The Effect of Scope Length on Development Length


Project scop­ing is a cru­cial part of our Way of Working. It is where we can in­ves­ti­gate the prob­lem state­ment and de­sign a so­lu­tion that will res­onate with the user base. The length it takes to scope soft­ware dif­fers based on its com­plex­ity and the size of the so­lu­tion. As a re­sult we rec­om­mend the scope length dur­ing ini­tial con­sul­ta­tions based on the de­tails of the pro­ject. There will be an ar­ti­cle that ad­dresses how we cal­cu­late that rec­om­men­da­tion in the fu­ture.

This ar­ti­cle fo­cuses on a dif­fer­ent ques­tion. Does the scop­ing length im­pact the pro­jec­t’s de­vel­op­ment length?

Lines of thought

We had two hy­pothe­ses re­gard­ing the im­pact that scope length would have on de­vel­op­ment. The first is that the length of time scop­ing is based on the com­plex­ity and size of the pro­ject there­fore de­vel­op­ment es­ti­ma­tions are likely to be larger.

The sec­ond hy­poth­e­sis is that more time scop­ing would give us the time to find bet­ter ways of de­vel­op­ing and im­ple­ment­ing the soft­ware. As a re­sult that would ac­tu­ally shorten de­vel­op­ment time.

Both of these are rea­son­able as­sump­tions. And in re­al­ity, they could both be cor­rect to a de­gree. But we wanted to know what has the big­ger im­pact.


During our in­ves­ti­ga­tions we set out to find the cor­re­la­tion be­tween;

  1. Scope length and de­vel­op­ment length,
  2. User sto­ries and de­vel­op­ment length, and,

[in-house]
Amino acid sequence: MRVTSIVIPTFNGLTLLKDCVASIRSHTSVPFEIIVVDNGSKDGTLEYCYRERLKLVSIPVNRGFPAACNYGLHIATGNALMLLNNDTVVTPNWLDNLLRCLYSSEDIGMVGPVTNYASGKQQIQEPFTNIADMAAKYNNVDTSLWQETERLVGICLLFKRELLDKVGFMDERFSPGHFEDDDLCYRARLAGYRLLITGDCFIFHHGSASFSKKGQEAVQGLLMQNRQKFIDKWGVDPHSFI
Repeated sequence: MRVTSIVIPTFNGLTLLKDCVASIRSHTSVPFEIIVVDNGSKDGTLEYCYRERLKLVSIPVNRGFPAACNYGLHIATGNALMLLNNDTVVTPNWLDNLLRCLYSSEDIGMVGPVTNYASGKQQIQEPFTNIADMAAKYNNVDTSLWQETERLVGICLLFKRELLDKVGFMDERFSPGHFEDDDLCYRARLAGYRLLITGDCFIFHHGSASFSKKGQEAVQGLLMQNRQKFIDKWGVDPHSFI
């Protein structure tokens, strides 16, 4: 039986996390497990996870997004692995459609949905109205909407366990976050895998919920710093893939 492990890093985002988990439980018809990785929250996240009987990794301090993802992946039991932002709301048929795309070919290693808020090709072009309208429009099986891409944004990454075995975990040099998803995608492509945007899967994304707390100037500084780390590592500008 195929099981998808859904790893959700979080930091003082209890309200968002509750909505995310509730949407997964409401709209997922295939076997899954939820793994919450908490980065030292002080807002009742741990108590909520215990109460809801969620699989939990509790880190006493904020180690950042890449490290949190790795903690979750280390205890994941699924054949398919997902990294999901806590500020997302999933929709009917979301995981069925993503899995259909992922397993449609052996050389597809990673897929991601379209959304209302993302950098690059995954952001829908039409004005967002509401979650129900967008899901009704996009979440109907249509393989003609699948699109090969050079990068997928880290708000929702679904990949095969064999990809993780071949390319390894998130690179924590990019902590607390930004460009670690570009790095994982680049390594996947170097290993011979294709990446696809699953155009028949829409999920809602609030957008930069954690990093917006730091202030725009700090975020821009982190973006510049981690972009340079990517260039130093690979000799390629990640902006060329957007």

3. User sto­ries and scope length.

Analysing the data

To in­ves­ti­gate the cor­re­la­tion, we ag­gre­gated data from our past 8 pro­jects. These pro­jects var­ied in scop­ing length with 3x 2 week scopes, 3x 3 week scopes and 2x 4 week scopes. Our find­ings showed;

There is a 90% cor­re­la­tion be­tween scope time and de­vel­op­ment time.
There is a 75.7% cor­re­la­tion be­tween de­vel­op­ment length and user sto­ries.
There is a 57.8% cor­re­la­tion be­tween scope length and user sto­ries.

What does this mean?

The re­sults con­firm our ini­tial hy­poth­e­sis. The scop­ing length is pre­scribed based on the com­plex­ity and size of the pro­ject. This means we can ex­pect de­vel­op­ment time on pro­jects that re­quire longer scopes to be longer.

There is an­other pos­si­ble con­trib­u­tor to the cor­re­la­tion. With more time, there is the op­por­tu­nity to get more done. It is pos­si­ble that we are scop­ing more ‘nice to have’ fea­tures be­cause time per­mits. In a shorter scope these fea­tures may be de-pri­ori­tised un­til a later scope.

In a per­fect world with no com­mer­cial re­stric­tions we would run an ex­per­i­ment where the same pro­ject is scoped by mul­ti­ple teams for vary­ing lengths. This would al­low us to prove or dis­prove our sec­ond hy­poth­e­sis.

Are there any neg­a­tives to scop­ing too long?

The short an­swer to this ques­tion is yes. If we have said that the scop­ing length im­pacts de­vel­op­ment time then we can as­sume that by scop­ing longer we are build­ing for longer. At some point in time we are scop­ing func­tion­al­ity that may not be built for an­other 4-6 months. This is plenty of time for a mar­ket to change its be­hav­iour or to learn from pri­ori­tised func­tion­al­ity.

One of our oblig­a­tions as ad­vi­sors is to help find the right scop­ing length and de­vel­op­ment length. Regardless of the scop­ing length, we pro­vide rec­om­men­da­tions at the end of scope to help de­liver a prod­uct within the bud­get. This comes back to the ap­proach of start­ing with prob­lem state­ment when de­vel­op­ing soft­ware.

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Yianni Stergou

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